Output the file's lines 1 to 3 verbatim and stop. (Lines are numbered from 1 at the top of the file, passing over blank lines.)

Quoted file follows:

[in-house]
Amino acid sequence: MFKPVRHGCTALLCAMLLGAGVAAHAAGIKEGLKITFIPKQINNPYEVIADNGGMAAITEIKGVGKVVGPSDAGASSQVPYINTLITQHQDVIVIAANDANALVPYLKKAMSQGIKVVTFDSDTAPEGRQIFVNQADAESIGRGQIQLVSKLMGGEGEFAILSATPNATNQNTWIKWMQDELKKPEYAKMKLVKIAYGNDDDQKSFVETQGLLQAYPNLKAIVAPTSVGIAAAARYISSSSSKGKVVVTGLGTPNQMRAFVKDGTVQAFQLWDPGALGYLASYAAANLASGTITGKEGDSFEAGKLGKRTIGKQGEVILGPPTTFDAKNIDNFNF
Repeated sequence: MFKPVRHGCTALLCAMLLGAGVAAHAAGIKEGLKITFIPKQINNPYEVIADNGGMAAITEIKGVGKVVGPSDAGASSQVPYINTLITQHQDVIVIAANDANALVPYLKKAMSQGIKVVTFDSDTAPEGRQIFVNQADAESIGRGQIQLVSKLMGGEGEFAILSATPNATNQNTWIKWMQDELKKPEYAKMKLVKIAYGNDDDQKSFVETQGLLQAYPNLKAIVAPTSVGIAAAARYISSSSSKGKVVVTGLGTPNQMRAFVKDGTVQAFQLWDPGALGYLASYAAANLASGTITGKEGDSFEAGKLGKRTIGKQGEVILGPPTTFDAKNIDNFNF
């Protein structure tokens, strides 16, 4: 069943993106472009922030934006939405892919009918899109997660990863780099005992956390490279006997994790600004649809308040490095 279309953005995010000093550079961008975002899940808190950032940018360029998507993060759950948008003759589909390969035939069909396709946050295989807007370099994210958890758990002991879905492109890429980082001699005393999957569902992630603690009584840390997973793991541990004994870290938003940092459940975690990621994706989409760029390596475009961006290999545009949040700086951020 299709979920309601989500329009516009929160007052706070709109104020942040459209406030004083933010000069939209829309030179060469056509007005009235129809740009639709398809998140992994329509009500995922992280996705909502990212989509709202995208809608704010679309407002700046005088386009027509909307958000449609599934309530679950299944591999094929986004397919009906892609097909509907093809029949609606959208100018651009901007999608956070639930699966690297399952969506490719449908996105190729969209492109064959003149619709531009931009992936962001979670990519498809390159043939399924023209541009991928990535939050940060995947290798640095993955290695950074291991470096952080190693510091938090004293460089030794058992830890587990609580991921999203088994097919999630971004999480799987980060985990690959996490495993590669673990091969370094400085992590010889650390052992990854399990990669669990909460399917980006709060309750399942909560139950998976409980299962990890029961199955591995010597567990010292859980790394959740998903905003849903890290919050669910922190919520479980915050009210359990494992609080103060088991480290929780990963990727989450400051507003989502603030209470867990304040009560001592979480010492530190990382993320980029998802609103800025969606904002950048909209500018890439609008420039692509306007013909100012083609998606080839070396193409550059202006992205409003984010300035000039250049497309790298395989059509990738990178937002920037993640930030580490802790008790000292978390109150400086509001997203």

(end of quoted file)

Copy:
[in-house]
Amino acid sequence: MFKPVRHGCTALLCAMLLGAGVAAHAAGIKEGLKITFIPKQINNPYEVIADNGGMAAITEIKGVGKVVGPSDAGASSQVPYINTLITQHQDVIVIAANDANALVPYLKKAMSQGIKVVTFDSDTAPEGRQIFVNQADAESIGRGQIQLVSKLMGGEGEFAILSATPNATNQNTWIKWMQDELKKPEYAKMKLVKIAYGNDDDQKSFVETQGLLQAYPNLKAIVAPTSVGIAAAARYISSSSSKGKVVVTGLGTPNQMRAFVKDGTVQAFQLWDPGALGYLASYAAANLASGTITGKEGDSFEAGKLGKRTIGKQGEVILGPPTTFDAKNIDNFNF
Repeated sequence: MFKPVRHGCTALLCAMLLGAGVAAHAAGIKEGLKITFIPKQINNPYEVIADNGGMAAITEIKGVGKVVGPSDAGASSQVPYINTLITQHQDVIVIAANDANALVPYLKKAMSQGIKVVTFDSDTAPEGRQIFVNQADAESIGRGQIQLVSKLMGGEGEFAILSATPNATNQNTWIKWMQDELKKPEYAKMKLVKIAYGNDDDQKSFVETQGLLQAYPNLKAIVAPTSVGIAAAARYISSSSSKGKVVVTGLGTPNQMRAFVKDGTVQAFQLWDPGALGYLASYAAANLASGTITGKEGDSFEAGKLGKRTIGKQGEVILGPPTTFDAKNIDNFNF